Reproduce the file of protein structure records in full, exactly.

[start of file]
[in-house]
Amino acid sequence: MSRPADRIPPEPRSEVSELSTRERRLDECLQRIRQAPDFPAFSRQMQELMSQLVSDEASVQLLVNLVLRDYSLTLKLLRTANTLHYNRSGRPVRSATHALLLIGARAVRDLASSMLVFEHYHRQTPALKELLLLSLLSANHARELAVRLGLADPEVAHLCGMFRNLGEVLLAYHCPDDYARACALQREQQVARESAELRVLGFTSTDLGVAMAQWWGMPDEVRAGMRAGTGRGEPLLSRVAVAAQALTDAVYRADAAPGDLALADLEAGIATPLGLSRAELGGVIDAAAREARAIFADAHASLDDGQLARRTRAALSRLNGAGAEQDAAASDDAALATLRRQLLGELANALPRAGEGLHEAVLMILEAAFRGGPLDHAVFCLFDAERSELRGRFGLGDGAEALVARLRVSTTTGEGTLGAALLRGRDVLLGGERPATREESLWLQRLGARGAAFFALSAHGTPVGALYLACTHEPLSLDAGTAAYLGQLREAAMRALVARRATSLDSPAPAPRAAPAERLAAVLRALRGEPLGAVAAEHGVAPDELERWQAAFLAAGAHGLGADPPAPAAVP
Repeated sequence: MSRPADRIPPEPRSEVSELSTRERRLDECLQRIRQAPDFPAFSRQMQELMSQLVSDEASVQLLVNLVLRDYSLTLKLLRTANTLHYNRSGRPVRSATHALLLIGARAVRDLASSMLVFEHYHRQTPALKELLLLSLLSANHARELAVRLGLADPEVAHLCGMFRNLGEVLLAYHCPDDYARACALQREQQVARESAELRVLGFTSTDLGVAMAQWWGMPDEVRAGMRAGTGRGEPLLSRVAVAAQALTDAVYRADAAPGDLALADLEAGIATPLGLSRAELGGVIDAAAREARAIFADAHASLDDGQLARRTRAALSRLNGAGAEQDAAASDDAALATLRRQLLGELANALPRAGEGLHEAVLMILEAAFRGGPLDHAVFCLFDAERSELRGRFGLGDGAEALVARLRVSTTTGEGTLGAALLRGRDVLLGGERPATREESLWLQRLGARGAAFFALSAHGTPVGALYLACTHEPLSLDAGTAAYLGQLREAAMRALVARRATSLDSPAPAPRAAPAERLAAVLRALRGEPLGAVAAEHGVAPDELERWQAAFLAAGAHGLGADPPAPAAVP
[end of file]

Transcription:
[in-house]
Amino acid sequence: MSRPADRIPPEPRSEVSELSTRERRLDECLQRIRQAPDFPAFSRQMQELMSQLVSDEASVQLLVNLVLRDYSLTLKLLRTANTLHYNRSGRPVRSATHALLLIGARAVRDLASSMLVFEHYHRQTPALKELLLLSLLSANHARELAVRLGLADPEVAHLCGMFRNLGEVLLAYHCPDDYARACALQREQQVARESAELRVLGFTSTDLGVAMAQWWGMPDEVRAGMRAGTGRGEPLLSRVAVAAQALTDAVYRADAAPGDLALADLEAGIATPLGLSRAELGGVIDAAAREARAIFADAHASLDDGQLARRTRAALSRLNGAGAEQDAAASDDAALATLRRQLLGELANALPRAGEGLHEAVLMILEAAFRGGPLDHAVFCLFDAERSELRGRFGLGDGAEALVARLRVSTTTGEGTLGAALLRGRDVLLGGERPATREESLWLQRLGARGAAFFALSAHGTPVGALYLACTHEPLSLDAGTAAYLGQLREAAMRALVARRATSLDSPAPAPRAAPAERLAAVLRALRGEPLGAVAAEHGVAPDELERWQAAFLAAGAHGLGADPPAPAAVP
Repeated sequence: MSRPADRIPPEPRSEVSELSTRERRLDECLQRIRQAPDFPAFSRQMQELMSQLVSDEASVQLLVNLVLRDYSLTLKLLRTANTLHYNRSGRPVRSATHALLLIGARAVRDLASSMLVFEHYHRQTPALKELLLLSLLSANHARELAVRLGLADPEVAHLCGMFRNLGEVLLAYHCPDDYARACALQREQQVARESAELRVLGFTSTDLGVAMAQWWGMPDEVRAGMRAGTGRGEPLLSRVAVAAQALTDAVYRADAAPGDLALADLEAGIATPLGLSRAELGGVIDAAAREARAIFADAHASLDDGQLARRTRAALSRLNGAGAEQDAAASDDAALATLRRQLLGELANALPRAGEGLHEAVLMILEAAFRGGPLDHAVFCLFDAERSELRGRFGLGDGAEALVARLRVSTTTGEGTLGAALLRGRDVLLGGERPATREESLWLQRLGARGAAFFALSAHGTPVGALYLACTHEPLSLDAGTAAYLGQLREAAMRALVARRATSLDSPAPAPRAAPAERLAAVLRALRGEPLGAVAAEHGVAPDELERWQAAFLAAGAHGLGADPPAPAAVP